She widened her large brown eyes...and lowered her eyelashes beseechingly. Doesn't this sound like her eyelashes moved independently?

And my favorite: He...rolled so that she was beneath him.... Alexia's ivory taffeta gown was held together by a row of tiny mother-of-pearl buttons up the length of its back. ...the earl eventually discovered this fact and began undoing them with a rapidity the bespoke consummate skill in the art of undoing ladies' clothing. Well, hell! That sure is consummate skill, undoing back-buttons when her back is pressed to the ground! Okay, that last one is probably just me, a scene where the author decided to move the pace along by not describing every single movement...but dude-lady, you've been describing details on the near molecular level. Couldn't you describe Alexia lifting her back up so the earl could undo the row of tiny mother-of-pearl buttons up the length of the ivory taffeta gown? I was jostled from my...I mean, Alexia's, disrobing when you didn't tell me exactly every single movement.

I, uh, liked the flamboyant gay vampire and his harem of cooing men. There was also a scene of real beauty (to me) near the end, with the sunset.

One last non-story thingy – the pose on the cover image is only possible for the rare ~2% of the population who are supermodels; one of the RBRS ladies didn't find it impossible but I suspect she's got some supermodel in her. You need a loooooooong torso & neck. Hee, following the cover credits on the back, the photographed woman titles herself the Gothic Supermodel and you can purchase the costume.
Profile Image for Tatiana.
1,404 reviews11.7k followers
September 16, 2010
My apologies to all my friends who love this book, but again, I fail to understand the appeal. Like with a few other popular novels I've tried reading recently, this is simply a glorified fanfiction in print. If you ever ask me what I mean calling books "fanfiction," my answer would be, as with the definition of "porn," I can't articulate it, but I know when I see/read it. It's just too gratuitous and lacks substance, depth, flavor, richness, even though it, at times, entertains.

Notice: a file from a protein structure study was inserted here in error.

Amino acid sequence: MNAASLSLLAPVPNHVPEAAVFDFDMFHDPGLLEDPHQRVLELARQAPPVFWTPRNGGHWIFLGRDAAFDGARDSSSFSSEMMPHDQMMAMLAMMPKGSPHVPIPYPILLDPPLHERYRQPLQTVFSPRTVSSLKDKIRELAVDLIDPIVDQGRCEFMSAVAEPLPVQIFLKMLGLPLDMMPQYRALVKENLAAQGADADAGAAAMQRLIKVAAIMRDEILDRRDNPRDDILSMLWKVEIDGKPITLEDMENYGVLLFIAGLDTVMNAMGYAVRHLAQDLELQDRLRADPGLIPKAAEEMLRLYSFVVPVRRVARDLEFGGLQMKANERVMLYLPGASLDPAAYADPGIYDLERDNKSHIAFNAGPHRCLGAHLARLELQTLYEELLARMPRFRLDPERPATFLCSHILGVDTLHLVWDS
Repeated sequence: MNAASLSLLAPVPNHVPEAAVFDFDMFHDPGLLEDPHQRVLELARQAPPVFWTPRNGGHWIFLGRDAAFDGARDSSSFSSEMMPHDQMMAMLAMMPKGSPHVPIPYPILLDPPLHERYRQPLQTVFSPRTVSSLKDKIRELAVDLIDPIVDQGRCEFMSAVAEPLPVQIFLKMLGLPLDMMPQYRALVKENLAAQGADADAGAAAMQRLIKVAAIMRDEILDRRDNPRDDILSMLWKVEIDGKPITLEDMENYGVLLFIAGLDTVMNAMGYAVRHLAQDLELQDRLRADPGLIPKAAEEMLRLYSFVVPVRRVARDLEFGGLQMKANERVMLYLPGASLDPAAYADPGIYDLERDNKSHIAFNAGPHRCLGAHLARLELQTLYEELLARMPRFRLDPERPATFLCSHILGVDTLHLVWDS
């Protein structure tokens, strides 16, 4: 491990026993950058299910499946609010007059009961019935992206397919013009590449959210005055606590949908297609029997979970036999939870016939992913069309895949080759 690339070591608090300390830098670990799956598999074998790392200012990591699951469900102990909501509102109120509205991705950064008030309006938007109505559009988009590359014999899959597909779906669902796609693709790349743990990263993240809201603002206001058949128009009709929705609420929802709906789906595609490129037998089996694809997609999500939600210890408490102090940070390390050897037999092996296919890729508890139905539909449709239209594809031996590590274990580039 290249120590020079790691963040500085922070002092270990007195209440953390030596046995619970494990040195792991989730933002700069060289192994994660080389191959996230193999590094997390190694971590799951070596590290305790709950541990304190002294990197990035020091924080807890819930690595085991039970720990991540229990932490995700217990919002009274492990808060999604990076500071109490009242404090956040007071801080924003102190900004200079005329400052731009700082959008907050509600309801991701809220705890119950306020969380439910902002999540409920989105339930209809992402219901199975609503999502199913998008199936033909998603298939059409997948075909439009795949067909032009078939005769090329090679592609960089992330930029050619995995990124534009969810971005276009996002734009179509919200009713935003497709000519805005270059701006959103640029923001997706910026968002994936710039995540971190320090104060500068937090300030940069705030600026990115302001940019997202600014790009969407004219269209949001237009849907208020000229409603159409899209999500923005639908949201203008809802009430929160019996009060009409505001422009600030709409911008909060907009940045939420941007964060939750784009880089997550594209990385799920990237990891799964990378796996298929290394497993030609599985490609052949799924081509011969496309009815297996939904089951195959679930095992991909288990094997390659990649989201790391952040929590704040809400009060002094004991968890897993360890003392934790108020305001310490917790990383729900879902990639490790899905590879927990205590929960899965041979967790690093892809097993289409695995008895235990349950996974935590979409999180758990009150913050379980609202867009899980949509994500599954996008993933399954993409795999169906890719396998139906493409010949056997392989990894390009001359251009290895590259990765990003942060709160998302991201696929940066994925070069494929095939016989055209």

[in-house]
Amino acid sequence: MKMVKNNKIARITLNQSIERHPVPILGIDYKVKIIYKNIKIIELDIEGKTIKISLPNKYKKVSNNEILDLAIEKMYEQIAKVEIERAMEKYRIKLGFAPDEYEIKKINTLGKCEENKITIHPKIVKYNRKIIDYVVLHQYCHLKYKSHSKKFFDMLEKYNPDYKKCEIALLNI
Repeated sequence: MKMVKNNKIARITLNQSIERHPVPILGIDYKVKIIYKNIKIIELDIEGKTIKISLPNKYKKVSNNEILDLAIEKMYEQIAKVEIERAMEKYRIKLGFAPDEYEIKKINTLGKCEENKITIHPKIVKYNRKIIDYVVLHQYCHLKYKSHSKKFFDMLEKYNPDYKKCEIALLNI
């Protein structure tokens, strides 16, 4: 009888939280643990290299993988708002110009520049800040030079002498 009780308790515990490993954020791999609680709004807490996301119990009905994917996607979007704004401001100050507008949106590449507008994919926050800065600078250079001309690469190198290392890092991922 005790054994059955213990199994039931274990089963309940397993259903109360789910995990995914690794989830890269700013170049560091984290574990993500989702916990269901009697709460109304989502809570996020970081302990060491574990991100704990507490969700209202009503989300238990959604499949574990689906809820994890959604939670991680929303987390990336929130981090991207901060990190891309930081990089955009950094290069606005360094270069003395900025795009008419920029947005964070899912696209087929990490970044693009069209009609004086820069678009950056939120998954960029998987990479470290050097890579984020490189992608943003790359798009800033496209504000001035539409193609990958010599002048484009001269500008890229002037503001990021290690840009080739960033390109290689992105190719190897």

Profile Image for Kat Kennedy.
475 reviews16.3k followers
November 9, 2010
If you've been on GoodReads for any decent amount of time then you probably know Tatiana. If you don't then she is a very popular, entertaining reviewer with almost flawless taste in books and you should go read and like all her reviews abunch.

Usually, we tend to agree on a lot of books. When comparing books, we generally have an 88% similarity rating which has led me, in the past, to comment that we must be soulmates. So you can understand my obvious distress when I read this book and quite liked it when Tatiana didn't.

It's hard to say what I actually liked about Soulless because it's hard to categorize what it actually is. Some people said it was a Romance, which I struggled with because there really wasn't that much romancing and Alexia, whilst prone to Lord Maccon's physique, wasn't much of a romantic either.

Then there was the Steampunk which made brief appearances but didn't play a large role in the story.

Alexia, a shrewish, intellectual "over-the-hill" spinster of good fortune finds herself in a sticky situtation when vampires start to go missing and she gets involved with Lord Maccon, a scottish werewolf who is happy to overlook her tan skin, roman nose and out-spoken temperment.